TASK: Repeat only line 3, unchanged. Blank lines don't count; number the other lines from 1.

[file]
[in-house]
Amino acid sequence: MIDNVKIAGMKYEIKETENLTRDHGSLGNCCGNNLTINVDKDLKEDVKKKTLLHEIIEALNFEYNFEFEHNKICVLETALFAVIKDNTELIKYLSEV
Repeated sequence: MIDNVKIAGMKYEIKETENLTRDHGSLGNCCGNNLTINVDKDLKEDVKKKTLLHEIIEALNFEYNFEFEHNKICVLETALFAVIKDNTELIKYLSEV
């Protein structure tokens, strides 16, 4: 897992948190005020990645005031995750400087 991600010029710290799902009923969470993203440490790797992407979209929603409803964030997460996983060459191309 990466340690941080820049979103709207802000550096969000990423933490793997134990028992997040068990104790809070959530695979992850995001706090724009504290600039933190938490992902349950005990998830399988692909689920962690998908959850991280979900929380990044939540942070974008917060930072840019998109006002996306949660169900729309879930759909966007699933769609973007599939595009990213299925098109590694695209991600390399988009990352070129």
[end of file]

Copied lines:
Repeated sequence: MIDNVKIAGMKYEIKETENLTRDHGSLGNCCGNNLTINVDKDLKEDVKKKTLLHEIIEALNFEYNFEFEHNKICVLETALFAVIKDNTELIKYLSEV